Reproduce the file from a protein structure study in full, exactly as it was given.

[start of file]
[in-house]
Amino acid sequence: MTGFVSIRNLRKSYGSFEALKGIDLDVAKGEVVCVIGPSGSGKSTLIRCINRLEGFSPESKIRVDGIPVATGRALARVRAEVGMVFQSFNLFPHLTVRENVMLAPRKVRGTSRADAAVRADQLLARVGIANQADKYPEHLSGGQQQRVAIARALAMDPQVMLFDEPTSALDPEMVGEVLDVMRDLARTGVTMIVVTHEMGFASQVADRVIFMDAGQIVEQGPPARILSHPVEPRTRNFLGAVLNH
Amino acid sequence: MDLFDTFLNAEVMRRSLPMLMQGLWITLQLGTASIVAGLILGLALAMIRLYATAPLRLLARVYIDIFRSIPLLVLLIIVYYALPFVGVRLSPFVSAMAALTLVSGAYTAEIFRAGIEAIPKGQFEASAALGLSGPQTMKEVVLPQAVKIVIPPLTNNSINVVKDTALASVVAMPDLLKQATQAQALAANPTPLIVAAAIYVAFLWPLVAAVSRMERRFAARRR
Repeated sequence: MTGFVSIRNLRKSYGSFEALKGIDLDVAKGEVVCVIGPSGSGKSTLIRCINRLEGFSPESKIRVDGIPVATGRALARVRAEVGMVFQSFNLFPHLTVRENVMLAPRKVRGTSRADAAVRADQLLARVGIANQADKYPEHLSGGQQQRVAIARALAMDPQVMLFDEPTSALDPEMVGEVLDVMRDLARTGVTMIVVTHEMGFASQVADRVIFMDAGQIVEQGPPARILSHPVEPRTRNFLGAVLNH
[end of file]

[in-house]
Amino acid sequence: MTGFVSIRNLRKSYGSFEALKGIDLDVAKGEVVCVIGPSGSGKSTLIRCINRLEGFSPESKIRVDGIPVATGRALARVRAEVGMVFQSFNLFPHLTVRENVMLAPRKVRGTSRADAAVRADQLLARVGIANQADKYPEHLSGGQQQRVAIARALAMDPQVMLFDEPTSALDPEMVGEVLDVMRDLARTGVTMIVVTHEMGFASQVADRVIFMDAGQIVEQGPPARILSHPVEPRTRNFLGAVLNH
Amino acid sequence: MDLFDTFLNAEVMRRSLPMLMQGLWITLQLGTASIVAGLILGLALAMIRLYATAPLRLLARVYIDIFRSIPLLVLLIIVYYALPFVGVRLSPFVSAMAALTLVSGAYTAEIFRAGIEAIPKGQFEASAALGLSGPQTMKEVVLPQAVKIVIPPLTNNSINVVKDTALASVVAMPDLLKQATQAQALAANPTPLIVAAAIYVAFLWPLVAAVSRMERRFAARRR
Repeated sequence: MTGFVSIRNLRKSYGSFEALKGIDLDVAKGEVVCVIGPSGSGKSTLIRCINRLEGFSPESKIRVDGIPVATGRALARVRAEVGMVFQSFNLFPHLTVRENVMLAPRKVRGTSRADAAVRADQLLARVGIANQADKYPEHLSGGQQQRVAIARALAMDPQVMLFDEPTSALDPEMVGEVLDVMRDLARTGVTMIVVTHEMGFASQVADRVIFMDAGQIVEQGPPARILSHPVEPRTRNFLGAVLNH